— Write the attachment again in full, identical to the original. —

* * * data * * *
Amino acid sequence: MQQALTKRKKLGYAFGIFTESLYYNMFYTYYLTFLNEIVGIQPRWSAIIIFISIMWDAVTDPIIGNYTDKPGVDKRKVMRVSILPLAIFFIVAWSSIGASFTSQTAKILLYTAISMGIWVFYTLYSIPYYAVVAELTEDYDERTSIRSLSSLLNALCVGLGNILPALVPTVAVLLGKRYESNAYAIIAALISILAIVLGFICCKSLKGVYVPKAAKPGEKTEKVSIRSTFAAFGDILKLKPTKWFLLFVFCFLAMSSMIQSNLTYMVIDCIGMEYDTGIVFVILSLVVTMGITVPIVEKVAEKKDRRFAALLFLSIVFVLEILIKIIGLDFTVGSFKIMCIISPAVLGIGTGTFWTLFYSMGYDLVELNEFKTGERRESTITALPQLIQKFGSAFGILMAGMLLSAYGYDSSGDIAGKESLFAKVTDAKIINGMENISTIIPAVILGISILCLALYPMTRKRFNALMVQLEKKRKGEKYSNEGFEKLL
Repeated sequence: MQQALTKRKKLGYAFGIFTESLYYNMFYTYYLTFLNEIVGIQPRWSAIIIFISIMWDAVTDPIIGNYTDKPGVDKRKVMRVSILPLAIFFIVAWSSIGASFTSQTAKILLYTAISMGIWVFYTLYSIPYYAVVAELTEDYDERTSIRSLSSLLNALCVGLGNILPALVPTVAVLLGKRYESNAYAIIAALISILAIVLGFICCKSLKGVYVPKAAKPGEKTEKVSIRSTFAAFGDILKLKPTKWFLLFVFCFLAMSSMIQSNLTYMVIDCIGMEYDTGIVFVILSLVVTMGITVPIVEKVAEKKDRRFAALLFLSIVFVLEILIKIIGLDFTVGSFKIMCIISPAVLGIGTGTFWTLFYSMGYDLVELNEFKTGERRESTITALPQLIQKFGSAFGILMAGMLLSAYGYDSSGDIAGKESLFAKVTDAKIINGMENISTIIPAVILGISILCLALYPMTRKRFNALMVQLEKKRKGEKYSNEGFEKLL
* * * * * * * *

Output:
Amino acid sequence: MQQALTKRKKLGYAFGIFTESLYYNMFYTYYLTFLNEIVGIQPRWSAIIIFISIMWDAVTDPIIGNYTDKPGVDKRKVMRVSILPLAIFFIVAWSSIGASFTSQTAKILLYTAISMGIWVFYTLYSIPYYAVVAELTEDYDERTSIRSLSSLLNALCVGLGNILPALVPTVAVLLGKRYESNAYAIIAALISILAIVLGFICCKSLKGVYVPKAAKPGEKTEKVSIRSTFAAFGDILKLKPTKWFLLFVFCFLAMSSMIQSNLTYMVIDCIGMEYDTGIVFVILSLVVTMGITVPIVEKVAEKKDRRFAALLFLSIVFVLEILIKIIGLDFTVGSFKIMCIISPAVLGIGTGTFWTLFYSMGYDLVELNEFKTGERRESTITALPQLIQKFGSAFGILMAGMLLSAYGYDSSGDIAGKESLFAKVTDAKIINGMENISTIIPAVILGISILCLALYPMTRKRFNALMVQLEKKRKGEKYSNEGFEKLL
Repeated sequence: MQQALTKRKKLGYAFGIFTESLYYNMFYTYYLTFLNEIVGIQPRWSAIIIFISIMWDAVTDPIIGNYTDKPGVDKRKVMRVSILPLAIFFIVAWSSIGASFTSQTAKILLYTAISMGIWVFYTLYSIPYYAVVAELTEDYDERTSIRSLSSLLNALCVGLGNILPALVPTVAVLLGKRYESNAYAIIAALISILAIVLGFICCKSLKGVYVPKAAKPGEKTEKVSIRSTFAAFGDILKLKPTKWFLLFVFCFLAMSSMIQSNLTYMVIDCIGMEYDTGIVFVILSLVVTMGITVPIVEKVAEKKDRRFAALLFLSIVFVLEILIKIIGLDFTVGSFKIMCIISPAVLGIGTGTFWTLFYSMGYDLVELNEFKTGERRESTITALPQLIQKFGSAFGILMAGMLLSAYGYDSSGDIAGKESLFAKVTDAKIINGMENISTIIPAVILGISILCLALYPMTRKRFNALMVQLEKKRKGEKYSNEGFEKLL